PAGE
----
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northbound interface / southbound interface

Contributor(s): Stan Gibilisco

A northbound interface is an interface that allows a particular component of a network to communicate with a higher-level component. Conversely, a southbound interface allows a particular network component to communicate with a lower-level component.

In a figurative sense, northbound flow can be thought of as going upward, while southbound flow can be thought of as going downward. In architectural diagrams, northbound interfaces are drawn at the top of the applicable component, while southbound interfaces are drawn at the bottom of the component. While the terms northbound and southbound can apply to almost any type of network or computer system, in recent years they have been used increasingly in conjunction with application program interfaces (APIs) in software-defined networking (SDN).

In SDN, the southbound interface is the OpenFlow (or alternative) protocol specification. Its main function is to enable communication between the SDN controller and the network nodes (both physical and virtual switches and routers) so that the router can discover network topology, define network flows and implement requests relayed to it via northbound APIs. The northbound interface describes the area of protocol-supported communication between the controller and applications or higher layer control programs.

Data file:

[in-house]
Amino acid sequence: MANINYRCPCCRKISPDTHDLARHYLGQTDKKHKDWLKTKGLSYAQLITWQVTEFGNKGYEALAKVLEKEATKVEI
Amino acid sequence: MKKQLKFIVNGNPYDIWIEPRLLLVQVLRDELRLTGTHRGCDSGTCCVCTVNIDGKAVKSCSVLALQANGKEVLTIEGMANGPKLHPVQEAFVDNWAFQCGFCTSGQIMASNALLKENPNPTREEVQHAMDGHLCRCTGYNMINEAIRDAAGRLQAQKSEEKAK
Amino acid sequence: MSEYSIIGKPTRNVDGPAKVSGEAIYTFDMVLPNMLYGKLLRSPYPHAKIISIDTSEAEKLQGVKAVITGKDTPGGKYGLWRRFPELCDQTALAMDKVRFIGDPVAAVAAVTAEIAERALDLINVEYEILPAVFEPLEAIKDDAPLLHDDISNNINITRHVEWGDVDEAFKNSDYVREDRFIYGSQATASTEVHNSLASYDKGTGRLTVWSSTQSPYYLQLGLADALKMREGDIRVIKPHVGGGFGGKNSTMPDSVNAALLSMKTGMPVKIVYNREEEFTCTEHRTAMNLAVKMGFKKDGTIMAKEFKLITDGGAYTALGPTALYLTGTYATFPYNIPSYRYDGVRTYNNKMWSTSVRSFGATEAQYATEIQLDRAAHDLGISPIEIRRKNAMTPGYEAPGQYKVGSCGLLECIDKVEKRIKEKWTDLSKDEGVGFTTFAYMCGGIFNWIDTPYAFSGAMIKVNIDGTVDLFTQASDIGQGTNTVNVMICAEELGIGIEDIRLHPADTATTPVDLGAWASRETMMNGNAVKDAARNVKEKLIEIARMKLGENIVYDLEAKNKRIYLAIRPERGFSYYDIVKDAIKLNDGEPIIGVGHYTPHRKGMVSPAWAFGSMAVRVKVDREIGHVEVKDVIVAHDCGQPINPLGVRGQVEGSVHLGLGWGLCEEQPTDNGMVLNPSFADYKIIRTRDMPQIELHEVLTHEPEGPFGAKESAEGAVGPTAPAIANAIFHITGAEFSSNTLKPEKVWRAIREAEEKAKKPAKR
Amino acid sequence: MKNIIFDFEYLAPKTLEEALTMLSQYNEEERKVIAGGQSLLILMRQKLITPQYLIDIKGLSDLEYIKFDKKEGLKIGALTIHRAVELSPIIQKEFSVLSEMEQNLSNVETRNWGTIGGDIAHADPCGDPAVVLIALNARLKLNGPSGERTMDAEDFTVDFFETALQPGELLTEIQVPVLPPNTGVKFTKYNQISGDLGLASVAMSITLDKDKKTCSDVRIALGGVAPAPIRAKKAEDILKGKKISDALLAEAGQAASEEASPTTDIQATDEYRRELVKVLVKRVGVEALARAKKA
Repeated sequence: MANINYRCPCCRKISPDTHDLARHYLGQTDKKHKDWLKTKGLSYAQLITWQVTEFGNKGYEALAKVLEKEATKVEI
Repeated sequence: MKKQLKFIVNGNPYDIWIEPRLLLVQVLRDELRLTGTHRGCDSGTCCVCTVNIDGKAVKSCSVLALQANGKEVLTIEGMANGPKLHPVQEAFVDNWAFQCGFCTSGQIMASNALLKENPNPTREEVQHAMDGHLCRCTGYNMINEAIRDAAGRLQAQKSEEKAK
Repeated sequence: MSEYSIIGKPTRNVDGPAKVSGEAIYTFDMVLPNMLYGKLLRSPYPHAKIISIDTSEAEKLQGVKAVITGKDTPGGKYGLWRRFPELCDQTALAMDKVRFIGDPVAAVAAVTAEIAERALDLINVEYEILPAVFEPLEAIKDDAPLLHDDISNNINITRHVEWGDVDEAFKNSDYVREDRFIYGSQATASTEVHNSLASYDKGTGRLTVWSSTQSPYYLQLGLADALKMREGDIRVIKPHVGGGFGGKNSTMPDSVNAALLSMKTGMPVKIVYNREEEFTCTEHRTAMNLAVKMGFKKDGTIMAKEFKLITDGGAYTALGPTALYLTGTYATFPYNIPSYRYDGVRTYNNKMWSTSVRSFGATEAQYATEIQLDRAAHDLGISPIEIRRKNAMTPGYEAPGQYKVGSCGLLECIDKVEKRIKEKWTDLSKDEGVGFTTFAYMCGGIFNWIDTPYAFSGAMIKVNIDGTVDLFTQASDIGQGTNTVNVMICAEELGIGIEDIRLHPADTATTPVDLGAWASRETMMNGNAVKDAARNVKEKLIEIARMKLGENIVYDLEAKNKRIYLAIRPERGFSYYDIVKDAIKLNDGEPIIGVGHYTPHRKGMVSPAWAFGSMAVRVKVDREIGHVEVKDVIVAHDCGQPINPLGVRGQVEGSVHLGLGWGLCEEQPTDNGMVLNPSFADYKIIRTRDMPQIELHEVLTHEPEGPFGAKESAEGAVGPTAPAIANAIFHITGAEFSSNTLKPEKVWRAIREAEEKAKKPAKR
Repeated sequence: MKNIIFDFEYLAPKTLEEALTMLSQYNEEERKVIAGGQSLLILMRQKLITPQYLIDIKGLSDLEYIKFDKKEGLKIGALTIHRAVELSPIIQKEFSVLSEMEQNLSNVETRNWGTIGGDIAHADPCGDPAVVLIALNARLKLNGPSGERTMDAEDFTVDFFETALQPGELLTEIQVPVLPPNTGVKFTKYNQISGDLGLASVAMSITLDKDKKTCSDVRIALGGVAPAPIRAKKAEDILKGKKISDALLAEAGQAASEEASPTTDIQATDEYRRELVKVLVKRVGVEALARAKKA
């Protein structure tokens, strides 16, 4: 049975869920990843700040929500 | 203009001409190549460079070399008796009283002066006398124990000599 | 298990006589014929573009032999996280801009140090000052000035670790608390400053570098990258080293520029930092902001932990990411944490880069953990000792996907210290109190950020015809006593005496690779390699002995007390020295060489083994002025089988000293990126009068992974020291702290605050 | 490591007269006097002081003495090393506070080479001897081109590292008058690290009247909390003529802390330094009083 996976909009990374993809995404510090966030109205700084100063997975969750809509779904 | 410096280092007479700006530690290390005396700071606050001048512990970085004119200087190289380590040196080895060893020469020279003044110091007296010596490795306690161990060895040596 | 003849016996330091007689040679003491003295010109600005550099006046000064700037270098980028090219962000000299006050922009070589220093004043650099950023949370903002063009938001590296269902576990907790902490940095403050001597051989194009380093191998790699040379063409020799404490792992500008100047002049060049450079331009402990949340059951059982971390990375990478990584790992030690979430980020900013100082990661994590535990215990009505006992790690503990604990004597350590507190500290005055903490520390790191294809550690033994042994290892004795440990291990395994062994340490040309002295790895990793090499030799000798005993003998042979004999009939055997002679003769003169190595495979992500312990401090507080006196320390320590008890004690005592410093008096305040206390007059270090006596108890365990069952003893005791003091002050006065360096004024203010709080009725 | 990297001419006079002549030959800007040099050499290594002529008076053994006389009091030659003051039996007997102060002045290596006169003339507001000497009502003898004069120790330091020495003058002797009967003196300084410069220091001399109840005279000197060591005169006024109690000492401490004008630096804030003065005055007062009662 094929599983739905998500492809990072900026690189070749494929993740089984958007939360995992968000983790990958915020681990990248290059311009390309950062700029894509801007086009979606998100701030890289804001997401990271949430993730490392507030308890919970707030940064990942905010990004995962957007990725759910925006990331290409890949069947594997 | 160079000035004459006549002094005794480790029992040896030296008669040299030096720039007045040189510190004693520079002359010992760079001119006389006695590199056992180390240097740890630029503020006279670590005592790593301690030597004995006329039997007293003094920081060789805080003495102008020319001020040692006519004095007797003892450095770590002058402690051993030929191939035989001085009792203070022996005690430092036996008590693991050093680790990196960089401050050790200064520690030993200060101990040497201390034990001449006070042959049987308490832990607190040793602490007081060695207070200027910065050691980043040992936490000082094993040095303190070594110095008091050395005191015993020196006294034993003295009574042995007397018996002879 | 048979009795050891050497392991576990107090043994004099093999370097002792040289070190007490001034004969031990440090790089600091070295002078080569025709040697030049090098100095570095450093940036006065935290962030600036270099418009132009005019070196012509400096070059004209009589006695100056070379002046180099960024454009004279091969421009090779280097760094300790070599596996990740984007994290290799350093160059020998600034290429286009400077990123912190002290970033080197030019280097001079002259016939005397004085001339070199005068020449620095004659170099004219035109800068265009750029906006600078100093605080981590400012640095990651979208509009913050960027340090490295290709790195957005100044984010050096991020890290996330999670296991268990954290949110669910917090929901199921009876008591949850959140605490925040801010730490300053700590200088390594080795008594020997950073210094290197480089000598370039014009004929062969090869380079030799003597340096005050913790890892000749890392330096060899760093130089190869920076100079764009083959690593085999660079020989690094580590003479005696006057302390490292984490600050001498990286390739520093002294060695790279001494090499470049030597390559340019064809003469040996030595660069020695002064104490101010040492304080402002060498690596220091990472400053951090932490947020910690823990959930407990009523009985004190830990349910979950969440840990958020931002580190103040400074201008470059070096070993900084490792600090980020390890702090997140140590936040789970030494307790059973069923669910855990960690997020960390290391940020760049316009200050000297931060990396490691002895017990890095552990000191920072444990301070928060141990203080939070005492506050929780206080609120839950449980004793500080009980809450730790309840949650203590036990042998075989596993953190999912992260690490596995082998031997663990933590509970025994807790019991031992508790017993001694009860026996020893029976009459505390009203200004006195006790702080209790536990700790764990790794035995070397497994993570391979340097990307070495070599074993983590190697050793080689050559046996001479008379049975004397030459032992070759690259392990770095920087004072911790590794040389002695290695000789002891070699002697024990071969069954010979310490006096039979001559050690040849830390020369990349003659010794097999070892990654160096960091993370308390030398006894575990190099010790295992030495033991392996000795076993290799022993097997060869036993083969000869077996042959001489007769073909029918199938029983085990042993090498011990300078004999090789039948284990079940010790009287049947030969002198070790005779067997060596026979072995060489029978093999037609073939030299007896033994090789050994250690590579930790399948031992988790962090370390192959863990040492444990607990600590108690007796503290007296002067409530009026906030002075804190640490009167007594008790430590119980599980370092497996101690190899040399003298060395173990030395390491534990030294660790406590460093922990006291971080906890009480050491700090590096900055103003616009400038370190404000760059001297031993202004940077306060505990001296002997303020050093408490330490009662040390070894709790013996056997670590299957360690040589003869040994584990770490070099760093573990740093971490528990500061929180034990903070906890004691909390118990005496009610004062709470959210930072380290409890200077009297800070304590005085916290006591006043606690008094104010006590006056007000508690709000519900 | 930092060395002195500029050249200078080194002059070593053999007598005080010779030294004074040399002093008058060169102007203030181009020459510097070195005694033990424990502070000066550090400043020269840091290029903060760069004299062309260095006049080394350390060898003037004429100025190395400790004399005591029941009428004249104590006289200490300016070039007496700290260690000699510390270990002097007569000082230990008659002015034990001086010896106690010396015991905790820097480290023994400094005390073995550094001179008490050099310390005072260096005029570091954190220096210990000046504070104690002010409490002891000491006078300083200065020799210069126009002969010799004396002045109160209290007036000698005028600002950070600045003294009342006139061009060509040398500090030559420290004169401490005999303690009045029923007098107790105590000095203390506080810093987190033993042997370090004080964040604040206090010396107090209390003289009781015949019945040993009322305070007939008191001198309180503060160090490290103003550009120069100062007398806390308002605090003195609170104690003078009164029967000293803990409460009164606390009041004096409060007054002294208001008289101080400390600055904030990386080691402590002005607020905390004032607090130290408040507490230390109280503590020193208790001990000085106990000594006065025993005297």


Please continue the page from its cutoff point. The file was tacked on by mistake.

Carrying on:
In an enterprise data center, functions of northbound APIs include management solutions for automation and orchestration, and the sharing of actionable data between systems. Functions of southbound APIs include communication with the switch fabric, network virtualization protocols, or the integration of a distributed computing network.

This was last updated in November 2012

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